Is the exposed commercial ductwork insulated?
I'm trying to understand the issues as to when and where ductwork needs to be insulated. It is my understanding that ductwork should be insulated even in conditioned space in a home. How does it work with the aesthetic round commercial metal ductwork that you see exposed in some buildings. Does that always have insulation inside it? If it doesn't always have insulation, can you help me understand in what situations it is not necessary?
It's usually insulated for 2 reasons:
1) To prevent heat loss/gain of the air inside (and make the system lose efficiency)
2) To prevent condensation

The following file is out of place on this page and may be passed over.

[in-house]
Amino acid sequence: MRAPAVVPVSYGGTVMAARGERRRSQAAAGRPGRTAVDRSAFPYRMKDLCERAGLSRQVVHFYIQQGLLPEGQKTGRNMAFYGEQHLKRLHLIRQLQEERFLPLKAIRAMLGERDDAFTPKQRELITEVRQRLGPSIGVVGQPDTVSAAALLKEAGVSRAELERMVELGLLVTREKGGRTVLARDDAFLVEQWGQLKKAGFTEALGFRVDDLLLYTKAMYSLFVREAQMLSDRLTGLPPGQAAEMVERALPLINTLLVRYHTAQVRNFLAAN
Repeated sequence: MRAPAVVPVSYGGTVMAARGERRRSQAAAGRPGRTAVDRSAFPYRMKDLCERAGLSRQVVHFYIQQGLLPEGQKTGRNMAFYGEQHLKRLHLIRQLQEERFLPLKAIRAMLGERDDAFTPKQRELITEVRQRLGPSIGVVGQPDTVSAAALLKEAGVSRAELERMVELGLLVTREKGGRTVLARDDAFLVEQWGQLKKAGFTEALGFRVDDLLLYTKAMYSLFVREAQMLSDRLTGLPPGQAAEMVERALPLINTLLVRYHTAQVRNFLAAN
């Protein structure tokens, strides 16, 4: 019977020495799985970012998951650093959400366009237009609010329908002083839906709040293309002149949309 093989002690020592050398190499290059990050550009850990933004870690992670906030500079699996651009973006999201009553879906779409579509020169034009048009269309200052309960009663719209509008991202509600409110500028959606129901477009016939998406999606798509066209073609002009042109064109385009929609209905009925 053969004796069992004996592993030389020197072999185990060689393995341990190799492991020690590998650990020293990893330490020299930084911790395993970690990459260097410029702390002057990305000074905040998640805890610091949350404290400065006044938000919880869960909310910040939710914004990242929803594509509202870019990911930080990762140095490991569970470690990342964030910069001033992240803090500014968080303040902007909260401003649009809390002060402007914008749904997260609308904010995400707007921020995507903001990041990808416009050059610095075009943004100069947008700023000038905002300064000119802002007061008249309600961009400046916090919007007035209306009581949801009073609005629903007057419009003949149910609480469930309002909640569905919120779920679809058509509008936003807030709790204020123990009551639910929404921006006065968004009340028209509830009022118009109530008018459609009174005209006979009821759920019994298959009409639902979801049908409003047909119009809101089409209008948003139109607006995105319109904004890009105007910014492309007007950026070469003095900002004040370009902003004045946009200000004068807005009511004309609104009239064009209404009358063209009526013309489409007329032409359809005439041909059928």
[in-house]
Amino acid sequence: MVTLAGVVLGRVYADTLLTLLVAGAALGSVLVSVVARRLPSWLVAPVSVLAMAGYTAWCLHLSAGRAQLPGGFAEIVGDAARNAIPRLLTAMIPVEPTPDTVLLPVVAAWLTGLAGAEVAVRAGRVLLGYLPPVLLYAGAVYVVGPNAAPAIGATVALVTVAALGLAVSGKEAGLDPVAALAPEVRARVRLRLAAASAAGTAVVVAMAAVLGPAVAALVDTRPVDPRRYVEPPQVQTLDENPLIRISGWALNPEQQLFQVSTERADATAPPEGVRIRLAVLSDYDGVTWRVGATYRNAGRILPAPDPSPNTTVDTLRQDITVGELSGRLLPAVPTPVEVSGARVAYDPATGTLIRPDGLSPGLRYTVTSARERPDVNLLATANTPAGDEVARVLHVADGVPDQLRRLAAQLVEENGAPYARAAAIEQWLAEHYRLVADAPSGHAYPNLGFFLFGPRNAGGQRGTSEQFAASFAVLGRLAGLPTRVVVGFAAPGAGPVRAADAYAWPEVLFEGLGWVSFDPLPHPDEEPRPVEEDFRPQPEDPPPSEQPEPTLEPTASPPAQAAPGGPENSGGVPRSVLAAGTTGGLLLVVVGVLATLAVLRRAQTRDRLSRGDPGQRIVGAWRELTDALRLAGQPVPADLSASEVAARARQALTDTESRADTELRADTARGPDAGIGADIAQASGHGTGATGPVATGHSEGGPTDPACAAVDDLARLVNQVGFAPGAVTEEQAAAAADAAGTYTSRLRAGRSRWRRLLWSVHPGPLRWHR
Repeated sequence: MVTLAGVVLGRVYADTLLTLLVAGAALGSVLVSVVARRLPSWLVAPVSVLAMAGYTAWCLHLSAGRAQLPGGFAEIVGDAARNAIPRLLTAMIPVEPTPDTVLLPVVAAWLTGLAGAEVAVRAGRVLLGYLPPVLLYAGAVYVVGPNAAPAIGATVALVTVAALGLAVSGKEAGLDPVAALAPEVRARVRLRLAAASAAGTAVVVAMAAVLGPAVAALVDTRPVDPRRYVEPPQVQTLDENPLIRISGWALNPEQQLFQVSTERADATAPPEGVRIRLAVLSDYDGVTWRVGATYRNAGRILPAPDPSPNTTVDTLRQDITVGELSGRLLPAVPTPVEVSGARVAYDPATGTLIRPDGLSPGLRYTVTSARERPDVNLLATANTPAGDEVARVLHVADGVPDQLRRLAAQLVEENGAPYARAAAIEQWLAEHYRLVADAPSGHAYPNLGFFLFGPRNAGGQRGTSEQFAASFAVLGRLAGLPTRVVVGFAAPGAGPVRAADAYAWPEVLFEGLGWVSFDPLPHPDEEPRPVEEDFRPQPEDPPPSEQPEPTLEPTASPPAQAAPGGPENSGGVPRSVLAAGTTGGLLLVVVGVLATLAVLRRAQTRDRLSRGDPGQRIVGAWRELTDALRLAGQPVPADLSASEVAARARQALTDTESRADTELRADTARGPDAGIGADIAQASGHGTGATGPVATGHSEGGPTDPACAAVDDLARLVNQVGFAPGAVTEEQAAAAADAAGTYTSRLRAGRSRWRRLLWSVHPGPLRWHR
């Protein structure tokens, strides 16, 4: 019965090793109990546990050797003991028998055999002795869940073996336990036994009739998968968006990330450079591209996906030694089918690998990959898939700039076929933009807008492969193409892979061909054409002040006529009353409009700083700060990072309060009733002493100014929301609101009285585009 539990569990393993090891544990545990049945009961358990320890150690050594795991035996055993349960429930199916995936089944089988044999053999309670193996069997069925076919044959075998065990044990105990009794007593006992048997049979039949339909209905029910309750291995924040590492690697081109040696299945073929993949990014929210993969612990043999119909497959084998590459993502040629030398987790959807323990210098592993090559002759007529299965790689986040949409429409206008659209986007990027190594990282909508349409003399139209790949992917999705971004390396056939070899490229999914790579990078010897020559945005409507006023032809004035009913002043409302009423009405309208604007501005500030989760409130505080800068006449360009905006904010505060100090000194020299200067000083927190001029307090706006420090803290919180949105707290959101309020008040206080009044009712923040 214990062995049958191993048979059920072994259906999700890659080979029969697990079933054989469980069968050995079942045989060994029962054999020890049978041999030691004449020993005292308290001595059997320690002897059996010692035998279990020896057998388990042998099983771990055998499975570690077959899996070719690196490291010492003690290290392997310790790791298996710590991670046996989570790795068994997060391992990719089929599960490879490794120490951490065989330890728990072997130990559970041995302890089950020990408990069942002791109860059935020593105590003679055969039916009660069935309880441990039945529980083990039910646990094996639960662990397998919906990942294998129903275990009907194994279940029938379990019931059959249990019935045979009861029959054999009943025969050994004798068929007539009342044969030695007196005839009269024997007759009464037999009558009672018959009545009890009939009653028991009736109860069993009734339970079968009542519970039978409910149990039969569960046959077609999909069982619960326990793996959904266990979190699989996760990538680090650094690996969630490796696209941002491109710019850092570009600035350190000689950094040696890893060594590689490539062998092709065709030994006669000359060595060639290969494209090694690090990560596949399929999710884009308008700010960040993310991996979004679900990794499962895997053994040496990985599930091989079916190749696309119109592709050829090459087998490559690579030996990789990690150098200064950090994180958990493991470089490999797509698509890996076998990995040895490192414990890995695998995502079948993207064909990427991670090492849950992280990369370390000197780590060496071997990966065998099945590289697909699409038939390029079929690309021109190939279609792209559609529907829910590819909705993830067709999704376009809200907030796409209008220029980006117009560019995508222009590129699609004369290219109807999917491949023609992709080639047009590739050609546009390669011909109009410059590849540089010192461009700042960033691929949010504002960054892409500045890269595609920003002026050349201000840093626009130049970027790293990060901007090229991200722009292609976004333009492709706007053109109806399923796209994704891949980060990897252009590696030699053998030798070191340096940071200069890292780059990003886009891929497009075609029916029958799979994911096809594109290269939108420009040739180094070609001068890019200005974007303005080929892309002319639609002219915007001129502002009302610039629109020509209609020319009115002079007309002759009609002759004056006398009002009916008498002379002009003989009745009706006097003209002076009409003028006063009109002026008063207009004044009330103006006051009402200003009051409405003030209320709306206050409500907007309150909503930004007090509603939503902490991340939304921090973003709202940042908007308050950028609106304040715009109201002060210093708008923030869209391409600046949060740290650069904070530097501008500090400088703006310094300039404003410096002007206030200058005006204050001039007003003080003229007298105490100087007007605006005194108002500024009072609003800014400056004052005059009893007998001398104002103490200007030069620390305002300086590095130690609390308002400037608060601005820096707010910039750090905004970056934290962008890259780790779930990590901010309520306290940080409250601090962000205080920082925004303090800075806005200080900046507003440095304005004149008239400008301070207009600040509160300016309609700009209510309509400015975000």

Any supply duct should be insulated. Return/make up/exhaust ducts are usually not, depending on their location. A return duct that runs in an "unconditioned" space should be. Insulation can be inside the duct, or outside.
I'd say that depends a lot on the area too...
Around here I'd venture to say that 90% of the exposed duct isn't insulated (square or round), and if it is, odds are only the 1st 10' of it is, and that's mostly done for sound.
Course, it's pretty dry around here, so condensation isn't usually a major issue in this situation
"If you call that hard work, a koalas life would look heroic."
I'd say Houston is pretty humid. But duct in the conditioned area does not have to be insulated. Joints sealed, yes. Unless the code has changed in the last year.